The minimum description length of the realization of a random variable $x$ is given by the entropy of its probability mass function. It can be asymptotically communicated at this rate with an optimal coding. But that's for just one $x$ from the optimal coding table. How do we cover the whole support efficiently? (Of course, we'll have issues with quantization of real valued $x$-s in our code table, however optimized it's going to be.)

Viewing it differently, entropy of the representation of a generic probability distribution with CDF $F(x)$, where $F(x) \sim p(F(x))$ on some space of distributions $D$, seems to be bounded from above by entropy of uniform $p$ on space $D$: $-\int_D{p(F(x))\ln{p(F(x))}dF(x)}$. But this is clearly not a sharp maximum description length bound (probably need to introduce some reasonable restrictions).

Looks like I'm missing something obvious, any ideas would be appreciated...

Oh, and this has nothing to do with differential vs discrete entropy, the same question can be posed for the latter case.

[Updated after Peter Shor's comments; also cleaned up language and formulations a bit.]


You're confusing the Shannon entropy of a discrete probability distribution with the differential entropy of a continuous probability distribution. The minimum distribution length is only given by the Shannon entropy for discrete probability distributions.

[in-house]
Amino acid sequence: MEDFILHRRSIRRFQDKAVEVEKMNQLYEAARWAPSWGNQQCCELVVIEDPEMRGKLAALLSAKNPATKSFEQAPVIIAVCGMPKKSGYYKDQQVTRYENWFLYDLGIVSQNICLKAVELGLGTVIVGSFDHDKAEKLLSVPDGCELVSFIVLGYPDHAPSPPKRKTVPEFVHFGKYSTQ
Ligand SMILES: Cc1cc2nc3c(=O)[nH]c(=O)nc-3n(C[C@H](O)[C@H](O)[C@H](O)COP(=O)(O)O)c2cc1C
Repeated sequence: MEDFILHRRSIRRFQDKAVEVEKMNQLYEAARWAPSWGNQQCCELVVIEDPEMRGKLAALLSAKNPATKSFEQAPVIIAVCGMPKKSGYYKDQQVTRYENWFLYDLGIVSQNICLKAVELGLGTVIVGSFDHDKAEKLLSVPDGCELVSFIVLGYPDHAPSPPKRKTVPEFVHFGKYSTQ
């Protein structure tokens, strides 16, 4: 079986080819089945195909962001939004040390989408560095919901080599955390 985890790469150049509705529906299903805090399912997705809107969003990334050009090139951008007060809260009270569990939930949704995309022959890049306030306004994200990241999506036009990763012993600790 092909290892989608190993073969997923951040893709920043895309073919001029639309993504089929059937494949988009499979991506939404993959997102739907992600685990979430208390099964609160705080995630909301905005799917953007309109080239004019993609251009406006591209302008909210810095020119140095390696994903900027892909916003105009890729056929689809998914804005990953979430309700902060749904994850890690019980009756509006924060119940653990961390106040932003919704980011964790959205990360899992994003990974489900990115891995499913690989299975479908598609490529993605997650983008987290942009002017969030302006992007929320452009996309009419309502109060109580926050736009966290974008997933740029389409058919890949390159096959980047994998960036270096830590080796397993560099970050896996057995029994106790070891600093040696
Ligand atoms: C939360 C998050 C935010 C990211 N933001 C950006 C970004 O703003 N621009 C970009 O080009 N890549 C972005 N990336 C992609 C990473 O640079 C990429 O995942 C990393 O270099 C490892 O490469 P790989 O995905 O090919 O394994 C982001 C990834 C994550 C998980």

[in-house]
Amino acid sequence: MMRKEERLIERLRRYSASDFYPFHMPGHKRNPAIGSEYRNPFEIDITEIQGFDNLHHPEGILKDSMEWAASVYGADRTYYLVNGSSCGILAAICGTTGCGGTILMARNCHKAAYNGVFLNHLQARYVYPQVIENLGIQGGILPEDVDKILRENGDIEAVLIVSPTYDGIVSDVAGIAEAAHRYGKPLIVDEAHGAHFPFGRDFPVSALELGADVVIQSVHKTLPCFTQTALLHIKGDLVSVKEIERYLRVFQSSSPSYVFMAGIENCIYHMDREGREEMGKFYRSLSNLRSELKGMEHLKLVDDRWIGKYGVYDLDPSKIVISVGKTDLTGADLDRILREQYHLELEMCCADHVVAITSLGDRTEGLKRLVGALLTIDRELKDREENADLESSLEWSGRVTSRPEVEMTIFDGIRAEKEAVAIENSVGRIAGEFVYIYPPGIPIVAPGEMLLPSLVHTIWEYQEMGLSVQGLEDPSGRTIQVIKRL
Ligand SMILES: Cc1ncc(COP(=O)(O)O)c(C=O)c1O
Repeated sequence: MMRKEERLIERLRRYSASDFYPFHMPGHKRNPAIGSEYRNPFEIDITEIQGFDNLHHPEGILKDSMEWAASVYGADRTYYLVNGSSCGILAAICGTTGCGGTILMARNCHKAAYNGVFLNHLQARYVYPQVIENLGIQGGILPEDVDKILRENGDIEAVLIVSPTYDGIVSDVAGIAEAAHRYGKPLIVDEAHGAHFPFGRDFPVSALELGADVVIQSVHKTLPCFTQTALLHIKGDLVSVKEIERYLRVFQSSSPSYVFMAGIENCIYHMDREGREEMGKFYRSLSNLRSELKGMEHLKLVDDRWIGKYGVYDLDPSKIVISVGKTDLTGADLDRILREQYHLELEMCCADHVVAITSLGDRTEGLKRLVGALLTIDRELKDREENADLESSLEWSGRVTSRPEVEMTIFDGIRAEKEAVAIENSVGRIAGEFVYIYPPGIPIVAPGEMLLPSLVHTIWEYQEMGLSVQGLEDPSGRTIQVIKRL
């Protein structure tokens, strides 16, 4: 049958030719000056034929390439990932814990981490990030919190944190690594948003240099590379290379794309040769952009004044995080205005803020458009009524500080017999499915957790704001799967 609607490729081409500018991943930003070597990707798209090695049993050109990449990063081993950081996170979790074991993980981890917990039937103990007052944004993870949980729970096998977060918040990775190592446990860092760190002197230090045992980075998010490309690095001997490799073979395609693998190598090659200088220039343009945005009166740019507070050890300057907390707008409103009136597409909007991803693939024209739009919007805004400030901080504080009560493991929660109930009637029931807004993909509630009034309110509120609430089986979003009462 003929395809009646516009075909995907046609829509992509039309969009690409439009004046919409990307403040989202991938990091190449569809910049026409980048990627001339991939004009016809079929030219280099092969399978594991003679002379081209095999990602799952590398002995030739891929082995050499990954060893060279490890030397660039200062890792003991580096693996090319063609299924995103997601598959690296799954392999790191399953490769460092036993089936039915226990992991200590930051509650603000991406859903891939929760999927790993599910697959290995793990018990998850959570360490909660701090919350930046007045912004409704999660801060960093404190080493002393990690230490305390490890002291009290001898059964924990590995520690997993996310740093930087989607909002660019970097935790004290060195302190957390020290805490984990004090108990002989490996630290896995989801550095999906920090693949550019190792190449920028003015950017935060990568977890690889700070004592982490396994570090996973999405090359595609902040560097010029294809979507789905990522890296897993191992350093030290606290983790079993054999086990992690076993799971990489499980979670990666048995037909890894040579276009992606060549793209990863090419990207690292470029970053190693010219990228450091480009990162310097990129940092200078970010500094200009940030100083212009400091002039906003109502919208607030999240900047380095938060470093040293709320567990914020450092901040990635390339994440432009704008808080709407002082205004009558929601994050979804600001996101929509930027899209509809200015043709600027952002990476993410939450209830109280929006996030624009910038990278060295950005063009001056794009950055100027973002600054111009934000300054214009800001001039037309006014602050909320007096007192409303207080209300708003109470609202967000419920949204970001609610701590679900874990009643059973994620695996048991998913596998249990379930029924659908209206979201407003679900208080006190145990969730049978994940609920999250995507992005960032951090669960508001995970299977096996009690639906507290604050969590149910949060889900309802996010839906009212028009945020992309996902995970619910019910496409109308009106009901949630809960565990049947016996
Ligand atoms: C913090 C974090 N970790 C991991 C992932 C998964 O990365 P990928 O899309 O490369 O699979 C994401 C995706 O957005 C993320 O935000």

What the fact that the differential entropy is 0 for this probability distribution means is that for large $k$, you can approximate this random variable with an expected error of $1/2^k$ using $k$ bits. If the differential entropy were $\ell$, you could approximate it with an error of $1/2^k$ using $k+\ell$ bits.

  • $\begingroup$ Thank you! It's clear that I can't transmit continuously distributed messages without error, so yes, my terminology is inaccurate, apologies. My bigger concern is how to represent mapping $\mathbb{R} \mapsto [0,1]$ (ie full $F(x)$) and how to bound its entropy. $\endgroup$
    – Preston
    May 31 '14 at 4:09
  • $\begingroup$ I don't understand your concern. You're mapping the entire real line to the unit interval? How? Do maps have entropies associated with them? I thought probability distributions had entropies associated with them. $\endgroup$ May 31 '14 at 12:12
  • $\begingroup$ Say, my friend asks me about the distance to the nearest gas station in meters. I know that it's represented by a certain probability distribution, e.g. Laplace. I would like to pass this information to my friend without giving the formula of the corresponding CDF (my friend hates math). The entropy we are interested in is the entropy of this message to my friend. $\endgroup$
    – Preston
    May 31 '14 at 13:30

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